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Characterization of my18, a mutant exhibiting abnormal expression of the C. elegans polycystic kidney disease gene

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Mansukhani, Neel
Barr, Maureen M.; Bae, Young-Kyung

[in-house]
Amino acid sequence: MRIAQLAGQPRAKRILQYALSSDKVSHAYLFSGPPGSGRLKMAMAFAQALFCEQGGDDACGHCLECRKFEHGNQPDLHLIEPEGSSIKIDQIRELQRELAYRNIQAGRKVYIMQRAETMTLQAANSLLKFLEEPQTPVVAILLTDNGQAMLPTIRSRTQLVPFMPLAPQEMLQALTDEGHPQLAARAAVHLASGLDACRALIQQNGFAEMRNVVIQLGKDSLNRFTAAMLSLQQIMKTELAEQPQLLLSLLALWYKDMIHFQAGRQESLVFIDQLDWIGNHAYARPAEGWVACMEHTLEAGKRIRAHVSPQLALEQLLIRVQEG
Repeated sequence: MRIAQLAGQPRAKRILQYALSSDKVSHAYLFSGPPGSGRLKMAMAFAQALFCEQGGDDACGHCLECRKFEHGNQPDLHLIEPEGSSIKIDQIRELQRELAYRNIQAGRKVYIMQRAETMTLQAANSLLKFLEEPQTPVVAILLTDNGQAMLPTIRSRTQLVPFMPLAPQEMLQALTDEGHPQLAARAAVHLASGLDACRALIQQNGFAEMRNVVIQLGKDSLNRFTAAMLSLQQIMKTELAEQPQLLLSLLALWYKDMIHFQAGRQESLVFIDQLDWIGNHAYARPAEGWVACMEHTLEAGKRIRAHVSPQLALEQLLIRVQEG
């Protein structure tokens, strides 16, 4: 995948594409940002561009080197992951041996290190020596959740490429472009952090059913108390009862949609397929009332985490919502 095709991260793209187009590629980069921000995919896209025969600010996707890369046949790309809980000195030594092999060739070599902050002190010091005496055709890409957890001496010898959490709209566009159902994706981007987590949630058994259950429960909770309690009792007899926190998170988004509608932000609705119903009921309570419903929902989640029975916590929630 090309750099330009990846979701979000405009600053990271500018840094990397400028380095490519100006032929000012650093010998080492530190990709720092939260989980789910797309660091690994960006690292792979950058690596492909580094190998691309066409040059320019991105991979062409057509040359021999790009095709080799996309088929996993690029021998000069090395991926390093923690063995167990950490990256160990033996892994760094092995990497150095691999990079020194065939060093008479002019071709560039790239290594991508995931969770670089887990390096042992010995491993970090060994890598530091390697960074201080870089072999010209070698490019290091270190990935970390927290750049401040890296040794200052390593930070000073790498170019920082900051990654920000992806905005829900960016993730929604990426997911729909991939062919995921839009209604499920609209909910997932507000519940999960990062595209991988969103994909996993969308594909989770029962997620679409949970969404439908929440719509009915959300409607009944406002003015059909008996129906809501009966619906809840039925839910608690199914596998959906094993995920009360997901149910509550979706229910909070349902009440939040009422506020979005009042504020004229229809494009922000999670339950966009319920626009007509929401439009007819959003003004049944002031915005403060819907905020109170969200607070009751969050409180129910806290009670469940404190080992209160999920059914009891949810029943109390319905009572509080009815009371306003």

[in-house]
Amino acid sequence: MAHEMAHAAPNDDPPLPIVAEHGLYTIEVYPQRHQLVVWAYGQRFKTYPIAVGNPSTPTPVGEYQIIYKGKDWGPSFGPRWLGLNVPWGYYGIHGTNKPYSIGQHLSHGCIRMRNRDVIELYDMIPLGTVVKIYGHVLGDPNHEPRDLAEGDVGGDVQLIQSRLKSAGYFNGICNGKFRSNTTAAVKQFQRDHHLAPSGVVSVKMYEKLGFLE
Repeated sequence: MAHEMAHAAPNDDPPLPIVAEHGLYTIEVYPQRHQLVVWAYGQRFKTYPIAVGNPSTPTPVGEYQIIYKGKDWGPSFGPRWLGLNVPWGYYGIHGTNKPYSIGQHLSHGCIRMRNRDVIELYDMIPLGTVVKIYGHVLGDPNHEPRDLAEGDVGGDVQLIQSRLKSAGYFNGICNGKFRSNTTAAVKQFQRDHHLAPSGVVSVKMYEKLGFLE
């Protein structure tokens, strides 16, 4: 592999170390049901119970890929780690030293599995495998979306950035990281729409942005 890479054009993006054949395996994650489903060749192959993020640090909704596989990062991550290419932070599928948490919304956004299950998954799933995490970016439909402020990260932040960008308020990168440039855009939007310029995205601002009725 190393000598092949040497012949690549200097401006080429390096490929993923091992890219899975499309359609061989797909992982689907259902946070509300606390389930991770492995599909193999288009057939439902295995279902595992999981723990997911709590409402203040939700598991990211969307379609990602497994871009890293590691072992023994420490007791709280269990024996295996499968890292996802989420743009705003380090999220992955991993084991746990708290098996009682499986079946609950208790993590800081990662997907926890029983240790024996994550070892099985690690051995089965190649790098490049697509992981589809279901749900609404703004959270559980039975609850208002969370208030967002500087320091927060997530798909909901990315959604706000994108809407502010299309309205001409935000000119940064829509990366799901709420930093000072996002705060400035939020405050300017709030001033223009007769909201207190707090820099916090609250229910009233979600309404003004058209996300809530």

Autosomal Dominant Polycystic Kidney Disease (ADPKD) is a common genetic disorder affecting 1/400 to 1/800 individuals in the population. Mutations in the human genes PKD1 and PKD2, which encode Polycystin-l (PC-I) and Polycystin-2 (PC-2), respectively, account for 95% of ADPKD cases. Defects in sensory receptor localization in cilia, or cilia formation may contribute to many human diseases including ADPKD. The nematode Caenorhabditis elegans uses sensory cilia localized to the end ofsensory neurons to perceive environmental stimuli. Sensory information is integrated and used to determine appropriate behavioral responses. The C. elegans ADPKD gene homologs lov1/PC-l and pkd-2/PC-2 localize and function in male specific sensory cilia, and are required for proper male mating behavior. A pilot mutagenesis screen isolated 21 separate mutations affecting PKD-2 ciliary localization, which were grouped into three categories. This research was done on my18, a nlutation which effects PKD-2 expression at the transcription level. In a subset ofmy18 males, tail fan formation is defective, which maybe responsible for defects in male mating behavior. Furthermore, in my18 males with normal tail fan formation mating behavior and efficiency was compromised compared to wild type. Linkage analysis mapped my18 to chromosome IV, and further mapping experiments are in progress.
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